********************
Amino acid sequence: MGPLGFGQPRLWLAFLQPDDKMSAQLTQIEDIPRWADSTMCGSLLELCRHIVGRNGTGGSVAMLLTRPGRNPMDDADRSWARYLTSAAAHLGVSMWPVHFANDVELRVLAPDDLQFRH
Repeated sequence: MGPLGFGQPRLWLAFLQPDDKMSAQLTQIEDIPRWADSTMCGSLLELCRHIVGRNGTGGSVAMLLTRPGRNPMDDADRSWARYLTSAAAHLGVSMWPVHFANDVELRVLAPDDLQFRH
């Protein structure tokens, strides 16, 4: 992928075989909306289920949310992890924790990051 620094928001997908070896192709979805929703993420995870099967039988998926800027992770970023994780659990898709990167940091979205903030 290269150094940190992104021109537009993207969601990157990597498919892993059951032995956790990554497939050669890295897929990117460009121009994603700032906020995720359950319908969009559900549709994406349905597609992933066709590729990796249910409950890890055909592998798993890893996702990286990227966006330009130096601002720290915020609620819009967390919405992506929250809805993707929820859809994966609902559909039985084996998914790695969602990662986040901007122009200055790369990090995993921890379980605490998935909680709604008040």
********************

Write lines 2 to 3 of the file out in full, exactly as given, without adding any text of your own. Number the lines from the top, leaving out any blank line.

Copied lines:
Repeated sequence: MGPLGFGQPRLWLAFLQPDDKMSAQLTQIEDIPRWADSTMCGSLLELCRHIVGRNGTGGSVAMLLTRPGRNPMDDADRSWARYLTSAAAHLGVSMWPVHFANDVELRVLAPDDLQFRH
């Protein structure tokens, strides 16, 4: 992928075989909306289920949310992890924790990051 620094928001997908070896192709979805929703993420995870099967039988998926800027992770970023994780659990898709990167940091979205903030 290269150094940190992104021109537009993207969601990157990597498919892993059951032995956790990554497939050669890295897929990117460009121009994603700032906020995720359950319908969009559900549709994406349905597609992933066709590729990796249910409950890890055909592998798993890893996702990286990227966006330009130096601002720290915020609620819009967390919405992506929250809805993707929820859809994966609902559909039985084996998914790695969602990662986040901007122009200055790369990090995993921890379980605490998935909680709604008040």